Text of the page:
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Beyond CRM: Building the CRO’s Ultimate Sales Tech Stack

By Jeff Santelices, CRO, MindTickle
4 individuals working on different tasks with different technology surrounding them.

As the individual in charge of a company’s revenue streams, the chief revenue officer (CRO) plays a critical role in nearly all revenue-related functions, including sales, customer support and services, revenue management, and sometimes marketing. As part of this, they must also ensure their teams have the right resources and technology strategy to stay competitive, win deals, and maintain brand value.

However, with an ever-greater number of vendors providing technology solutions for sales and marketing teams, determining which products improve communication, customer interaction, and productivity can be overwhelming. For proof, just look at the latest Chief MarTech Marketing Technology Landscape infographic. It’s now crammed with 8,000 logos of vendors representing all the different segments of technology that CROs should consider. “Overwhelming” may indeed be an understatement.

Once a CRO has narrowed down the technologies needed, more hurdles are presented: the order in which they should be implemented and how they’ll be integrated into business operations. The entire process can be confounding. It’s no wonder the default approach historically has been to deploy a CRM and just be done with it.

In today’s dynamic selling and buying environment, however, effective CROs must think differently: Instead of focusing solely on selling and driving revenue, CROs must don their CIO hat and go beyond the belief that their sales tech stack begins and ends with a CRM. Rather, they must apply a strategic plan for implementation and deployment of a complete sales tech stack to drive success across the entire organization.

Building the Ideal Sales Tech Stack, Piece by Piece
The ideal sales tech stack comprises four cornerstones, each deployed in turn – with a CRM as the first. As discussed, while CROs should concern themselves with technology beyond a CRM, it’s still certainly a critical piece of the overall sales tech-stack puzzle – especially as a lead-management tool.

However, one thing most CRMs are unable to do well is forecasting. Sales forecasting provides insight on the level of sales a company should expect to reach monthly, as well as the potential for growth in specific segments and new market opportunities. Forecast numbers can help estimate expected sales volume so sales teams can adjust their goals. Forecasts also help shed light on customer engagement so marketing can adjust their campaigns accordingly. Simply put, a robust forecasting tool is an invaluable second cornerstone of any sales tech stack from a CRO’s perspective, as it helps provide a level of confidence in the company’s direction and momentum.

Once the first two cornerstones are in place, the third to be selected and deployed is a sales readiness tool. Different from sales enablement, sales readiness goes beyond simple training and content; rather, it encompasses a continuous and consistent process of creating and executing strategies that ensure the sales team’s effectiveness and preparedness to meet business objectives. Sales readiness ensures the sales team is aligned on sales processes and sales methodology – and then provides visibility into how it’s translating into sales forecasts.

Here’s why sales readiness is the important third cornerstone of the sales tech stack. Sales organizations can come up with their prospect list and the cadence by which they communicate with prospects. However, without a sales readiness tool that provides updated messaging and training on best practices – reinforced on a regular cadence – sales won’t be able to actually engage successfully with a prospect to produce the outcomes and results forecasted.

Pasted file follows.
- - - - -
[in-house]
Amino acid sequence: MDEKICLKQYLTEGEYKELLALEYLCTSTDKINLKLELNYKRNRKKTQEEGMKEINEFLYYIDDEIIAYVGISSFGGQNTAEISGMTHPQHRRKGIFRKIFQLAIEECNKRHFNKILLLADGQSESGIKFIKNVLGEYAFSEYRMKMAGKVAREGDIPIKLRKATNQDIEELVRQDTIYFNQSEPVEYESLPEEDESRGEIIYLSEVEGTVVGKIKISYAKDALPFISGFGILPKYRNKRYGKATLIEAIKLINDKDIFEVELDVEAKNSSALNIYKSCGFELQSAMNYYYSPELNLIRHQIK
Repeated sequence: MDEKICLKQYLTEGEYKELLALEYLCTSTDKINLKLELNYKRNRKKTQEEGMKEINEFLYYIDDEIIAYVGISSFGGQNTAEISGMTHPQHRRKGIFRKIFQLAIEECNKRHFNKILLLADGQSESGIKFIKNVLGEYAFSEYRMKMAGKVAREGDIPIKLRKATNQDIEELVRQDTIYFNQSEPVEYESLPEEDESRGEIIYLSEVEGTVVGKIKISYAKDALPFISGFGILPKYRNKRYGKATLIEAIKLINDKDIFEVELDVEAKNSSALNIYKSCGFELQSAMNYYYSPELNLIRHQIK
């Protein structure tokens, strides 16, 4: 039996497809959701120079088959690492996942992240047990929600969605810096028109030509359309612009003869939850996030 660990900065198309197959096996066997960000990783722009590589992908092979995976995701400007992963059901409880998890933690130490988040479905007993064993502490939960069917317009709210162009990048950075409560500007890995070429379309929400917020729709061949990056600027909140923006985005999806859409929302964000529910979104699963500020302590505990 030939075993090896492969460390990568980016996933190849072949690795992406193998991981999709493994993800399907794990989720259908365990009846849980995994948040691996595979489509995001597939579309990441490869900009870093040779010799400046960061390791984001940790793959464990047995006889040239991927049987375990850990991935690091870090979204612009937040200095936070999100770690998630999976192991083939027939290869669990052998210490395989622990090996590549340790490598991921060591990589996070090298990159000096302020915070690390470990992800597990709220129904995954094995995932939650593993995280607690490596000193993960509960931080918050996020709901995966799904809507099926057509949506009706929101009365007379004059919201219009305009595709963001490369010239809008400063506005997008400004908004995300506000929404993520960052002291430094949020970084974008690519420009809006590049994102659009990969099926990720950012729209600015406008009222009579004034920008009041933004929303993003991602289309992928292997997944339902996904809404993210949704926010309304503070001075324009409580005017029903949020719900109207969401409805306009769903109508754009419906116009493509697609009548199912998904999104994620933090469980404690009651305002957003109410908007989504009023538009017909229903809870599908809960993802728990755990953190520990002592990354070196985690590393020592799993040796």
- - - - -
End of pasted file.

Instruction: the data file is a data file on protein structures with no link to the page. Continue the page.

Ultimately, sales readiness is the underlying platform that gives CROs the ability to operationalize the things that must happen in order to consistently forecast moving forward – that is, get sales teams to be effective in the field and in front of customers and prospects. It directly impacts what a CRO cares about most: productivity and ramp time for their reps.

The fourth and final cornerstone depends on a CRO’s specific priority: Is it populating the top of the funnel? If so, they should choose a sales pipeline generation tool, which helps salespeople keep a regular cadence of engaging with their prospects or customers (through emails, phone calls, texts, LinkedIn messages, and so on) using an automated system. When integrated with a CRM, a sales pipeline generation tool can provide the insights CROs need to ensure their sales teams are on track with their daily, weekly, and monthly outreach targets.

A CRO whose priority is sales execution in deals might choose a conversation intelligence solution as their fourth cornerstone. Conversation intelligence is an AI-driven technology that analyzes speech or text to provide real-time actionable insights into conversations between salespeople and customers or prospects. It helps sales leaders and front-line managers understand where they need to quickly take action to help advance a deal.

Final Thoughts
With a bird’s-eye view of all revenue-generating activities within a company, the CRO holds one of the most important roles. As such, it’s critically important that CROs consider how to choose, deploy, and utilize new technology to improve the performance of their teams – which span sales, marketing, and even customer success. As we’ve discussed, the most important solutions fall into four categories. When selected and deployed strategically, they provide a solid foundation for creating better business outcomes and ensuring ongoing success.